“Being in a union provides a framework to break down isolation, which is even more important during a pandemic.” Interview with Josie Ahrens

Josie Ahrens (she/her/hers) is a Transportation Planner with the City of Oakland and a proud member of Local 21. She sat down with us and shared her perspective as a union member, having grown up in a union family.
The Union Pride Campaign is an effort intended to share some of the amazing work that our Local 21 members do every day. We are highlighting members from several Local 21 jurisdictions, along with a variety of different classifications and many of our members who continued to work tirelessly serving the public during the global pandemic.

How does your work impact the public?

Josie Ahrens: I work on the Paving and Sidewalks Team in the Department of Transportation (DOT). Paving, sidewalks, and curb ramps are essential transportation services. Everyone uses these services whether you are walking, biking, driving, in a wheelchair, or taking public transit. My work helps to maintain and build new paving, sidewalks, and curb ramps in the City of Oakland.

I love that our work encompasses a universal service, but the way in which our disinvestment has been spread out around Oakland has not been universal. Some neighborhoods have seen more disinvestment because of historic policy decisions. My section and department are trying to right those wrongs by intentionally investing in areas that have not seen investment in a very long time and by ensuring that our policies moving forward make it so that everyone has safe access to all of these essential services.

At work, I am a part of the Racial Equity Team with the DOT. In Oakland, there is a city-wide team and then each department has their own team. We advance racial equity goals and I’ve been on the Data Analytics Subcommittee. We have put together a racial equity toolbox that staff can use to show where our priority neighborhoods are in the city. We do not call them disadvantaged or underserved — we call them priority neighborhoods because the city historically has not prioritized these areas.

Why are you proud to be a part of IFPTE Local 21?

JA: I’m proud to be a member of Local 21 because I’m proud to work for the public. I’m proud to work for the city that I am lucky to also live in. I’m proud because my coworkers try really hard. As city workers, we aren’t lazy and it’s not that we don’t care — we are often doing the work of 2-3 people and barely keeping our heads above water and so we are tired and things can fall through the cracks. Within Local 21, I feel like other people see that and recognize that and know that it can be better. We would not have been able to get our 3% increase just a few months ago if the union had not been there, alongside other unions that represent city workers. I am proud to be a part of a union that represents me and my values.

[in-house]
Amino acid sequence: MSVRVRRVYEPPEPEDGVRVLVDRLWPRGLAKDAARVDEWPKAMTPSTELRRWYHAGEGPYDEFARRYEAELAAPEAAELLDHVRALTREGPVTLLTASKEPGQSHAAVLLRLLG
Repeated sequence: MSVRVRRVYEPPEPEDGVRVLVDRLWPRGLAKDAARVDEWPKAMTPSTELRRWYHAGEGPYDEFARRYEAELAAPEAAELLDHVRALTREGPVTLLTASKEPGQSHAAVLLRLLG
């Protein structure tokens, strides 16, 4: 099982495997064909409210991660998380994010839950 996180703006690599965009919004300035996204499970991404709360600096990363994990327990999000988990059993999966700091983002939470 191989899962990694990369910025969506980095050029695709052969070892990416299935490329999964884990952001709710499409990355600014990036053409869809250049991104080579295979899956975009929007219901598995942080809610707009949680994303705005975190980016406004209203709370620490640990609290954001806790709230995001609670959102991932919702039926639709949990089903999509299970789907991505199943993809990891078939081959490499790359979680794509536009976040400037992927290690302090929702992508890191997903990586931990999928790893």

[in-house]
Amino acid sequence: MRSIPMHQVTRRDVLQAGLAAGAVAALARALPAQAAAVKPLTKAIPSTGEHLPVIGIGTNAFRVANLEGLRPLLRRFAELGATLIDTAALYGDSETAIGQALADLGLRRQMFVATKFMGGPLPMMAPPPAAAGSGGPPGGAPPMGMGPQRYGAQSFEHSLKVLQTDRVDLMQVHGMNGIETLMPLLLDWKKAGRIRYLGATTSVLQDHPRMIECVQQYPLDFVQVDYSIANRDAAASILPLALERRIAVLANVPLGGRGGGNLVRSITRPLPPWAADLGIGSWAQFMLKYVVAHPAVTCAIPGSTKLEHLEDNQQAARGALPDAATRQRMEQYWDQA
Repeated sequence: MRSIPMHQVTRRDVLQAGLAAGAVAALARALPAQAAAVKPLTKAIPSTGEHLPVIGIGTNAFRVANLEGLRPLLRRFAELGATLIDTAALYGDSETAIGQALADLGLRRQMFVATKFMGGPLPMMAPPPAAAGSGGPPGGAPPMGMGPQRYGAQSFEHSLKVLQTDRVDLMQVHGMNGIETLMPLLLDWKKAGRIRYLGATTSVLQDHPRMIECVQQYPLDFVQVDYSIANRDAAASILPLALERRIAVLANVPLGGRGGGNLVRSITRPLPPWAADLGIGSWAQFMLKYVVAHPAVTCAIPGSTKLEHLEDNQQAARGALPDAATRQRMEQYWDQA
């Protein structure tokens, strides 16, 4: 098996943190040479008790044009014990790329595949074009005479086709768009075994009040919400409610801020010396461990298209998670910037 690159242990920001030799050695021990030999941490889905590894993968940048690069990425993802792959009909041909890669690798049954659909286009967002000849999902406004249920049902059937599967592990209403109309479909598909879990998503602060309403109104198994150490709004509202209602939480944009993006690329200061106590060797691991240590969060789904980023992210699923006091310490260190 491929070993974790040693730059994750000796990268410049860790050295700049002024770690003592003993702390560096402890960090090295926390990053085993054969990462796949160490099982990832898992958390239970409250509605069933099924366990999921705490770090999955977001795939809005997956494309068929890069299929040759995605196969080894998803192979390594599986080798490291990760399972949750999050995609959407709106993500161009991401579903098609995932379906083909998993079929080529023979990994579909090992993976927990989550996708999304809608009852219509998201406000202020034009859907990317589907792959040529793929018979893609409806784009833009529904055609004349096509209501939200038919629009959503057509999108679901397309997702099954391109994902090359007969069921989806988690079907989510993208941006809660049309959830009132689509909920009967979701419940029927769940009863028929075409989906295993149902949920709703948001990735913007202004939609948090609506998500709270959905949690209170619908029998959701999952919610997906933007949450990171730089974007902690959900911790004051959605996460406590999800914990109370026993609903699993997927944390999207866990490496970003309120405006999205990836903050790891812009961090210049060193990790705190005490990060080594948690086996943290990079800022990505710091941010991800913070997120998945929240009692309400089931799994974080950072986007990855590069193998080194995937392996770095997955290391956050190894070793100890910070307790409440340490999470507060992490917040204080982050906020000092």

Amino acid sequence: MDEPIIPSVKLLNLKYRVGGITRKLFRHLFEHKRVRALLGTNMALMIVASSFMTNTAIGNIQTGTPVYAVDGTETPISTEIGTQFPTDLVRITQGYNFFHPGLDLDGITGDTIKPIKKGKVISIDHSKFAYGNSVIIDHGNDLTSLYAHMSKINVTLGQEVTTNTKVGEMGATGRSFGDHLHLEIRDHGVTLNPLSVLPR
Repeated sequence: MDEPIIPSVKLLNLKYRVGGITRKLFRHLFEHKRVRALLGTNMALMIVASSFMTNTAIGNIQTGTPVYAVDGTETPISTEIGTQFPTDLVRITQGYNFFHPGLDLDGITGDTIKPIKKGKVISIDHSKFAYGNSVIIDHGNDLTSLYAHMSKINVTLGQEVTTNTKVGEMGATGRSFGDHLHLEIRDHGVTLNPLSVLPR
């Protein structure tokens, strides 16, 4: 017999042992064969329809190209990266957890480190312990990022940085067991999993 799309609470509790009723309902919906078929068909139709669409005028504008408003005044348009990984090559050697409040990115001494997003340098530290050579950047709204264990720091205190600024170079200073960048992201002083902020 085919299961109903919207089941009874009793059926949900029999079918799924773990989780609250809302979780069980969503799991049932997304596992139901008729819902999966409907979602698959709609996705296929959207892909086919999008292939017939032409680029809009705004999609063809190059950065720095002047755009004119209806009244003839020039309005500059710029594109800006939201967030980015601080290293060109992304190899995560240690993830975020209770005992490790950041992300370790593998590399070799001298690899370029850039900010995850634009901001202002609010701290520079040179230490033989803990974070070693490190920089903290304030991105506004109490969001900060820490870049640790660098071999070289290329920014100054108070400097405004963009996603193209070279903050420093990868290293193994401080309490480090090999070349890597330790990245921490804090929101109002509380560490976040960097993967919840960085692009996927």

If we don’t know our coworkers and don’t know the issues that they’re facing, we can’t actually work through a common goal. Being in a union provides a framework to break down isolation, which is even more important during a pandemic.

How does your family/upbringing impact your values?

JA: I grew up in a union family in Los Angeles and my dad took me to rallies, pickets, and marches as a kid. That is how I got to know the city I grew up in both physically and politically. For me, it was a really important way that I learned to see the world. I saw a deep-rooted belief in collective action and justice — I carry that with me into the work that I do today and that early involvement instilled a desire to work for the public.

Although you grew up in a union family, is there anything that surprised you about being in a union yourself?

JA: A pleasant surprise is getting to know other people in different departments. I’ve been working full time for the City throughout the pandemic, which is when I started my job.

Through joining the union, I’ve been able to also connect with people who work in public service across the Bay Area and it has been a joy. I meet a lot of people who are newer like me, as well as people who have been around for 20 or 30+ years and have seen many of the same things come up and have had many of the same conversations. These members and leaders have a very nuanced and passionate look at how we can further improve working conditions and it is great to have that intergenerational knowledge.

Why are public services important? Why do they need more investment?

JA: Public services make up the foundation of our society. Without them, we wouldn’t have  everything that we need: roads and schools, lighting, libraries, street trees, and everything in between. For so long, we have eroded what is important to us in terms of public services — we have not invested in our services and infrastructure. We are seeing the impact of that now with our crumbling bridges, potholes, dead street trees, lack of investment in education, and so much more. 

I think our public services are what can make the City of Oakland a great place to live in, work in, and to travel to. I think if we really focused inward, we could provide for people that don’t have what they need. Paul Wellstone said, “we all do better when we all do better.”

It sounds trite, but it is true. When we all have access to what we need, we are all going to be safer and healthier.